While the best managers have intuition and can see and create value beyond the historical market average, comparing assets will help you contextualize the business plan assumptions. An investor can validate a manager’s thesis and gain confidence by reviewing sales activity, existing rents at nearby properties, and historical market data. A manager should always be able to clearly articulate the reasons why their business plan is rational, based on what is currently happening in the submarket and what has happened in the past.

Manager Due Diligence

Once an investor understands the investment strategy and completes financial due diligence and market research, they may be satisfied with the opportunity and business plan. Without a competent manager to implement the plan, there may as well be no plan. This is the item investors are least equipped to address, but it is by far the most important factor of all. So how can investors verify the caliber of the managers they’re getting involved with? Managers should be readily able to provide the following to substantiate both their character and competence:

• Background Check
• Credit Check
• In Person Interview
• References
• Proven Track Record
• Company Overview
• Underwriting Documents
• Reporting Documents
• Legal compliance

Alignment of Interests

Even if the manager aligns with an investor’s core values, presents a compelling real estate investment opportunity, and passes manager due diligence with flying colors, the nature of how the sponsor and investors get compensated, and in what order, will affect how the sponsor makes decisions. A close inspection of the offering documents and operating agreements will readily identify clauses that are at cross-purposes with investor interests, but it takes experience to parse dense legal texts and interpret how certain terms will influence behavior.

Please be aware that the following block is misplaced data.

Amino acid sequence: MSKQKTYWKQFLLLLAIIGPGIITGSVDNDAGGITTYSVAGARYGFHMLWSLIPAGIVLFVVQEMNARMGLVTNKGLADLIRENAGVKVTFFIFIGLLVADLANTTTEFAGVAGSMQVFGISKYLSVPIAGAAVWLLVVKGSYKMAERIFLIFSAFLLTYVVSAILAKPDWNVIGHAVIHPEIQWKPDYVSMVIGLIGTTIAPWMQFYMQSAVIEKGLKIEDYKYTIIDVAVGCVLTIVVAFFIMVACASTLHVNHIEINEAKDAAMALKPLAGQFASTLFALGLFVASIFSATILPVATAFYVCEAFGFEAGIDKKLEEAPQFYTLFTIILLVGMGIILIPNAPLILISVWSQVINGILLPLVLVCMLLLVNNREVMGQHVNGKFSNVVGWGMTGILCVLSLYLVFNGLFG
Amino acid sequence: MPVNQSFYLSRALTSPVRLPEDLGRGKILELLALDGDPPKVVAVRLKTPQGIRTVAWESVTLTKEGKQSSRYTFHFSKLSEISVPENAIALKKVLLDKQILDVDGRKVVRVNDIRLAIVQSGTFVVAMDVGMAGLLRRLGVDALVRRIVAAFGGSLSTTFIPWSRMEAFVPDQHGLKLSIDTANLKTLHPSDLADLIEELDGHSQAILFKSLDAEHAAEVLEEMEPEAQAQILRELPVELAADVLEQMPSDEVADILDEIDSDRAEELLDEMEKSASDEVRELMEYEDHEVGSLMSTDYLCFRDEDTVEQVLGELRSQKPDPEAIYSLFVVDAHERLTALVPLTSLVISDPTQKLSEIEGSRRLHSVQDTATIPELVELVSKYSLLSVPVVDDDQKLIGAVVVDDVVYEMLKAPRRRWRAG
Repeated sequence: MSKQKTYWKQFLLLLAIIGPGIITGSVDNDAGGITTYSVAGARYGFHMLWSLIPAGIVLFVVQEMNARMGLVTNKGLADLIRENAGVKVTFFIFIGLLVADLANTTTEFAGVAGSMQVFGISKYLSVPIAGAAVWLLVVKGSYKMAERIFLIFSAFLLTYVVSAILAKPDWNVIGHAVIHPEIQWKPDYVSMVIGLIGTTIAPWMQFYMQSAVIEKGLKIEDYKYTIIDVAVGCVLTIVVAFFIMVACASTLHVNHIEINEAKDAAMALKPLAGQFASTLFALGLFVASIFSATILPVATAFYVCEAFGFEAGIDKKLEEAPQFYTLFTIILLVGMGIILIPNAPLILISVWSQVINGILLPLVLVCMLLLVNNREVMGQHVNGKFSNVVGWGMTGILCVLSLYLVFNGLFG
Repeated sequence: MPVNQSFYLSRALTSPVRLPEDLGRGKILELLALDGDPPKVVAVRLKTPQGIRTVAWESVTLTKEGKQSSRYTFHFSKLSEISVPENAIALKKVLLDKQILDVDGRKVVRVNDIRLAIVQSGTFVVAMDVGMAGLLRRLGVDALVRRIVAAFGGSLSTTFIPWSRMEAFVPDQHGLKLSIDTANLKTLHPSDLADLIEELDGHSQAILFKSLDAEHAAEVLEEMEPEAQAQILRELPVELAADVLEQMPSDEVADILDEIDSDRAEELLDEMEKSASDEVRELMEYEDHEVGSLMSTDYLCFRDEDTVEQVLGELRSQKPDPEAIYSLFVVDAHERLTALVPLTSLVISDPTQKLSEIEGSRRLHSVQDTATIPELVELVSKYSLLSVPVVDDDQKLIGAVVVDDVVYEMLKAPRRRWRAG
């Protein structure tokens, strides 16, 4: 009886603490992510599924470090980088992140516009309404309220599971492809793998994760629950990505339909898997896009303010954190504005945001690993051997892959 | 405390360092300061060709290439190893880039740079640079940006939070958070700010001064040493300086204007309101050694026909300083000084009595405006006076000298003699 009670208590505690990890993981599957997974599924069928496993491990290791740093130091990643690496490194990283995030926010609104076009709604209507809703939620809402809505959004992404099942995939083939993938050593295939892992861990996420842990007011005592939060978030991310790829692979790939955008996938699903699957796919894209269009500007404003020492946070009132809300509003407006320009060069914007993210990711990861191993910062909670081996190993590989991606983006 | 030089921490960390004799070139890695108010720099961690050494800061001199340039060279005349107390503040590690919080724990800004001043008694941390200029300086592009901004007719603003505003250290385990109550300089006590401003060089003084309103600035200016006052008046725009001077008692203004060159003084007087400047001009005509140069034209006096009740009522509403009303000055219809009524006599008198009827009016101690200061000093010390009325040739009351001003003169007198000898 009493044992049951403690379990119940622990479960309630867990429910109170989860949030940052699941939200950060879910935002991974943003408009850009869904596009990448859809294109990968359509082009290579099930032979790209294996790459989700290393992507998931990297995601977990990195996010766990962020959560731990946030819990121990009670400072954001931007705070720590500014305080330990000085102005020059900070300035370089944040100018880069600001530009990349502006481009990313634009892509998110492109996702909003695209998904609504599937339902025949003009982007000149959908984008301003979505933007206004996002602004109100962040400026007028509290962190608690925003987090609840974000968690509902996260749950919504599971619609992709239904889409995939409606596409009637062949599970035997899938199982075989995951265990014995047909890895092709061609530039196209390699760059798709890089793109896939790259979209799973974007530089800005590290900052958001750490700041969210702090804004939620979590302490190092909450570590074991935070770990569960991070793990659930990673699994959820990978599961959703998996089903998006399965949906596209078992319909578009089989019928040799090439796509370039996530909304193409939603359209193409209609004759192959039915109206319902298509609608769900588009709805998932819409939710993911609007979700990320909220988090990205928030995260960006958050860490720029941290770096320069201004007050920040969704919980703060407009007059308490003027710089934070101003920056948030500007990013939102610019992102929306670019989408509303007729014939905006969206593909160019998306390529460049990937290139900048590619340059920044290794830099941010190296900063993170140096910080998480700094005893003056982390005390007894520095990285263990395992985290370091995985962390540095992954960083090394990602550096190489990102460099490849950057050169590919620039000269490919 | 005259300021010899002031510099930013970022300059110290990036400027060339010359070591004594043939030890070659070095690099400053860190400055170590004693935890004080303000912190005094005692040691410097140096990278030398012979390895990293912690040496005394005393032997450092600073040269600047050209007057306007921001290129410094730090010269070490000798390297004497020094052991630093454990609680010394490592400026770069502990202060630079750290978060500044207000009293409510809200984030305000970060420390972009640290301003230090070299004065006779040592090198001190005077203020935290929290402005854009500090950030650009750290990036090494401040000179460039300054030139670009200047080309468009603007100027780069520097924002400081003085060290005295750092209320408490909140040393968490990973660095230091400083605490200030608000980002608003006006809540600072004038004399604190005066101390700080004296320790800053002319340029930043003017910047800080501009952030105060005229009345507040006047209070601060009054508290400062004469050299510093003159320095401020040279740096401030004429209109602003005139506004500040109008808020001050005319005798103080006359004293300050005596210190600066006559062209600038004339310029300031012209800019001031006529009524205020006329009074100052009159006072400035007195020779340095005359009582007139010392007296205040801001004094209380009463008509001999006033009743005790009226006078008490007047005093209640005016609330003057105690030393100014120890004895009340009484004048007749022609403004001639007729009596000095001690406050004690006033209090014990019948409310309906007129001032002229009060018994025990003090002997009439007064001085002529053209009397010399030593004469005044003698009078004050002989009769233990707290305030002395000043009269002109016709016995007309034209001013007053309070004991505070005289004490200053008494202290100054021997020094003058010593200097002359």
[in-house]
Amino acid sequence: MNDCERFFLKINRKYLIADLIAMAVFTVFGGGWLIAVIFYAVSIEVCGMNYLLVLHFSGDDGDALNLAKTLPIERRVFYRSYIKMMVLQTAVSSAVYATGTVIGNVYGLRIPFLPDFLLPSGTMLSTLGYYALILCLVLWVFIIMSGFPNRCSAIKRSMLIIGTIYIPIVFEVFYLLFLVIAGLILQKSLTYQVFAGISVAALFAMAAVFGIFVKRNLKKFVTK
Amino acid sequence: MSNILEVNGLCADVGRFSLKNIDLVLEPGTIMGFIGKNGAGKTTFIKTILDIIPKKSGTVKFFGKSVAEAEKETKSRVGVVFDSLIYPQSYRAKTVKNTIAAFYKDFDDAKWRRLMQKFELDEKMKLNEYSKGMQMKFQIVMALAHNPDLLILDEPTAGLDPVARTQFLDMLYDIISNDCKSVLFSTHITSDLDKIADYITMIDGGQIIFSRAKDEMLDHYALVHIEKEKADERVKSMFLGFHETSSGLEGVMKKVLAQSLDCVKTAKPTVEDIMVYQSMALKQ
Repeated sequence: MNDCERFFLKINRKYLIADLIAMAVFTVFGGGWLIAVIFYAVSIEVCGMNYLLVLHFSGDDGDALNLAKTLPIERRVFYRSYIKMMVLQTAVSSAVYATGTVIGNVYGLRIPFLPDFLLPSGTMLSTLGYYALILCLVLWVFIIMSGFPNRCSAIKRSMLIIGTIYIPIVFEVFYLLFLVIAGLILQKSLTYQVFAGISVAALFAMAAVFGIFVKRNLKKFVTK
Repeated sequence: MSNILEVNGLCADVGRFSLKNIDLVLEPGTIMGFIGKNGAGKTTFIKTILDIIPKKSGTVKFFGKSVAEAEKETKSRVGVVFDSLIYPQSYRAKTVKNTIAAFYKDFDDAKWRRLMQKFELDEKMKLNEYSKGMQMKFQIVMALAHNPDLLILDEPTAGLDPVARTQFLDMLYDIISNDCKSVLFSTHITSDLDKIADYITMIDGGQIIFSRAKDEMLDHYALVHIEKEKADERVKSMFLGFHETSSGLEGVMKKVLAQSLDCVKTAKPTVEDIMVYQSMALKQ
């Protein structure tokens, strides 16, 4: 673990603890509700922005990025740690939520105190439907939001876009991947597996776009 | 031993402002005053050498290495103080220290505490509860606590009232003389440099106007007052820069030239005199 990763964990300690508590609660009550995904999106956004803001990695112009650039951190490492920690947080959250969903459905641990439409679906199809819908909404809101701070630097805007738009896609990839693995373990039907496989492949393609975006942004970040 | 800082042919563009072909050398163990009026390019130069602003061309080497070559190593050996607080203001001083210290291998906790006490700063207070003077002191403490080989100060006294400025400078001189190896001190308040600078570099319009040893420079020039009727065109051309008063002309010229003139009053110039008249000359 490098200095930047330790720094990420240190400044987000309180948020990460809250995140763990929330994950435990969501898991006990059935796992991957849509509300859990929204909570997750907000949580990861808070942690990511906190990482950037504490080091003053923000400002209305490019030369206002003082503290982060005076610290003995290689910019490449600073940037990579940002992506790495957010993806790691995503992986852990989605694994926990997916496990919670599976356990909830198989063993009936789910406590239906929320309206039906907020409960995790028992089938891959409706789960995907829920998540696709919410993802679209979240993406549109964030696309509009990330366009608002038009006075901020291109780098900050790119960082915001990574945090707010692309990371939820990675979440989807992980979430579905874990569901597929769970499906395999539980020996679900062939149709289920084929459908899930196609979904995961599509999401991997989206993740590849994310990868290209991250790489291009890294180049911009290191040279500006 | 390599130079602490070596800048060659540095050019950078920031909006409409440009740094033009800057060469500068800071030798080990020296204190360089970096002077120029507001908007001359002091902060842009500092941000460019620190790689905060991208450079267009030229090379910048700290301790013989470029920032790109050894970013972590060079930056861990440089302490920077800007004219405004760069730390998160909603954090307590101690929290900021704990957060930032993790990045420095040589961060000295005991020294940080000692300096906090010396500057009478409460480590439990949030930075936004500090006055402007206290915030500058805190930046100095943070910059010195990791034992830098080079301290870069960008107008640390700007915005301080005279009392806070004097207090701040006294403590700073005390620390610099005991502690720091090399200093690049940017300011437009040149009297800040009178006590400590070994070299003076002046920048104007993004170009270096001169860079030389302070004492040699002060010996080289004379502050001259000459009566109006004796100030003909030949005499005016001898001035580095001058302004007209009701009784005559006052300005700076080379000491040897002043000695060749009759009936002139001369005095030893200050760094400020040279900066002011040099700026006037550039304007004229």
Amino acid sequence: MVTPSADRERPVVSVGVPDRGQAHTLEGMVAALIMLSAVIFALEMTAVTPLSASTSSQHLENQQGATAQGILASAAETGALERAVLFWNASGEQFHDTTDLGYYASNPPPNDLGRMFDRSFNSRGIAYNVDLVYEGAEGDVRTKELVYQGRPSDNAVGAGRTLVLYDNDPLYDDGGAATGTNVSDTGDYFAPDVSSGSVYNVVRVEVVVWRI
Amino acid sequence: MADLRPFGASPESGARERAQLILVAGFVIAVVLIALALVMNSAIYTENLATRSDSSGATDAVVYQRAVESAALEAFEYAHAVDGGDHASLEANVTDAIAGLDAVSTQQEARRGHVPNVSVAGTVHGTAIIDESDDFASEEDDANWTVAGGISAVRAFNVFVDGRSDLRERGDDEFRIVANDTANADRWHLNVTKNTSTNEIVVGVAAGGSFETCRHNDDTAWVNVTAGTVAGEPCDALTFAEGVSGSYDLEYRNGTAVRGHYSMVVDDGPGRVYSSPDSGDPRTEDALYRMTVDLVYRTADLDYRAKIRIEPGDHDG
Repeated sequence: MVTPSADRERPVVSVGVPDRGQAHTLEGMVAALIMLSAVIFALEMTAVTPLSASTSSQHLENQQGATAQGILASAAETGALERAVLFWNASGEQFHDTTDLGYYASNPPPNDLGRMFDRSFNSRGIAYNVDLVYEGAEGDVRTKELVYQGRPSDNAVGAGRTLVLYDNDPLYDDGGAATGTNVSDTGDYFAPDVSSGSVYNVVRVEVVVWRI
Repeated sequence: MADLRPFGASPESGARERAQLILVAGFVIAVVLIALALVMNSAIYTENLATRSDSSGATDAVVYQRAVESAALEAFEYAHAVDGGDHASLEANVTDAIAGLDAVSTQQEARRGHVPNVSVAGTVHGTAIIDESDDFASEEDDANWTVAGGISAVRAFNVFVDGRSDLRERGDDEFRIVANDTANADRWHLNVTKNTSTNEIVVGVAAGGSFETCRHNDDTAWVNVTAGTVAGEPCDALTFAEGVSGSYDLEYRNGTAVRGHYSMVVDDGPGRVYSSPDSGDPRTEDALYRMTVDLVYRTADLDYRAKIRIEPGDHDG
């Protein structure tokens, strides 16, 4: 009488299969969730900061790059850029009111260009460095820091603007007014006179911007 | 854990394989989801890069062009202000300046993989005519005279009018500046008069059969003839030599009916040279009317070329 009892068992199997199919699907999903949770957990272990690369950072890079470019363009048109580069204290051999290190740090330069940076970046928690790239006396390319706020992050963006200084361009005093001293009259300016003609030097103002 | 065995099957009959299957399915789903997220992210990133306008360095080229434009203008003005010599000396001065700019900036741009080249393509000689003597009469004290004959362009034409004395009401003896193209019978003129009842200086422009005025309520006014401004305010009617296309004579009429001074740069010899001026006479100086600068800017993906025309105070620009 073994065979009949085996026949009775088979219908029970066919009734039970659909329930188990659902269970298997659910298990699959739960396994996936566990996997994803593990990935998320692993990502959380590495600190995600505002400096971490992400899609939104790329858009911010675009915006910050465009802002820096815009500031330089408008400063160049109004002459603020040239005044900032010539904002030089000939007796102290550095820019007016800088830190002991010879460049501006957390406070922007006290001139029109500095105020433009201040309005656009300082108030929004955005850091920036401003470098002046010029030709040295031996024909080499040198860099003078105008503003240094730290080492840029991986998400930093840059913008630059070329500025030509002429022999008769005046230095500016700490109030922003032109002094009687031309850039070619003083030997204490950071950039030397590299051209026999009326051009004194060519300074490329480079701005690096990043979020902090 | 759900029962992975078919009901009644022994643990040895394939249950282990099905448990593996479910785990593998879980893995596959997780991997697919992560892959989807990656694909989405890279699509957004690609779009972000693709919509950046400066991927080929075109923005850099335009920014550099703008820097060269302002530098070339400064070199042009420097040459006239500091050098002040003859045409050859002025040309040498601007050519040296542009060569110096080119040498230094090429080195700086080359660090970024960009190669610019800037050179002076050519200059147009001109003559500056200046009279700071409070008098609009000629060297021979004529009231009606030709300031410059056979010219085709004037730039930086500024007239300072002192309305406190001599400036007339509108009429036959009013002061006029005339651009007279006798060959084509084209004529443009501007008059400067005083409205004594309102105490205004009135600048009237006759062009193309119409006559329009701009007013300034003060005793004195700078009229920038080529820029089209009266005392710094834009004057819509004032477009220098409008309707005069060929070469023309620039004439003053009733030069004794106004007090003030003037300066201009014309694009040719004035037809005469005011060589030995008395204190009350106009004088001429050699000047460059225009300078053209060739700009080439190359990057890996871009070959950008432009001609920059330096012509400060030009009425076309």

There are also many fees that will (or should) be disclosed in the offering documents. These fees are not always the result of arms’-length negotiations and may create conflicts between the manager’s and investors’ different interests. Examples of typical fees include management fees, leasing fees, financing fees, construction management fees, asset management fees, and disposition fees. These fees enable the manager to cover the costs of implementing the business plan, but investors must clearly understand what value is being provided in exchange for each fee, and how particular fees may impact decisions the manager makes throughout the life of the investment.

Chapter 4:

Accounting, Reporting & Uncle Sam

Unlike a stock portfolio, a real estate investment is an illiquid investment and realizing any gains or losses may take a long time – often several years. Investors, however, still want to receive regular updates on the performance of their assets and to understand how the investment is performing. A good manager will provide investors with a capital account statement coupled with a performance report each quarter. These documents are critical to providing investors with situational awareness about the health of their investment, but the quality and detail of these documents can vary widely between different managers.

Capital Account Statements